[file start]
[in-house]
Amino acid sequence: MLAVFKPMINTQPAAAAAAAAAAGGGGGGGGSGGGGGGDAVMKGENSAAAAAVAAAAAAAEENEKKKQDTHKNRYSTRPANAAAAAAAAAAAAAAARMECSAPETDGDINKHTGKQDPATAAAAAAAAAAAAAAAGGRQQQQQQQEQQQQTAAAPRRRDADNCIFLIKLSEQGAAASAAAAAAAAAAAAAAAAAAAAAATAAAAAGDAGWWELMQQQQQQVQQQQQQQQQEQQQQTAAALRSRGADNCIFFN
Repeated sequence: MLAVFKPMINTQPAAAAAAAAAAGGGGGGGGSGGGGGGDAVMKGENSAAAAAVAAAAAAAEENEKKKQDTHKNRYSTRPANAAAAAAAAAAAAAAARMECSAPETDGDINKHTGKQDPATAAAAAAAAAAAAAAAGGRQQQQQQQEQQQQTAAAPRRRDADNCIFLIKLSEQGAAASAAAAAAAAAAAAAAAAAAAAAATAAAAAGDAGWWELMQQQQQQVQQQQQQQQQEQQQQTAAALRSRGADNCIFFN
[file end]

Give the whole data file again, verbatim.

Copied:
[in-house]
Amino acid sequence: MLAVFKPMINTQPAAAAAAAAAAGGGGGGGGSGGGGGGDAVMKGENSAAAAAVAAAAAAAEENEKKKQDTHKNRYSTRPANAAAAAAAAAAAAAAARMECSAPETDGDINKHTGKQDPATAAAAAAAAAAAAAAAGGRQQQQQQQEQQQQTAAAPRRRDADNCIFLIKLSEQGAAASAAAAAAAAAAAAAAAAAAAAAATAAAAAGDAGWWELMQQQQQQVQQQQQQQQQEQQQQTAAALRSRGADNCIFFN
Repeated sequence: MLAVFKPMINTQPAAAAAAAAAAGGGGGGGGSGGGGGGDAVMKGENSAAAAAVAAAAAAAEENEKKKQDTHKNRYSTRPANAAAAAAAAAAAAAAARMECSAPETDGDINKHTGKQDPATAAAAAAAAAAAAAAAGGRQQQQQQQEQQQQTAAAPRRRDADNCIFLIKLSEQGAAASAAAAAAAAAAAAAAAAAAAAAATAAAAAGDAGWWELMQQQQQQVQQQQQQQQQEQQQQTAAALRSRGADNCIFFN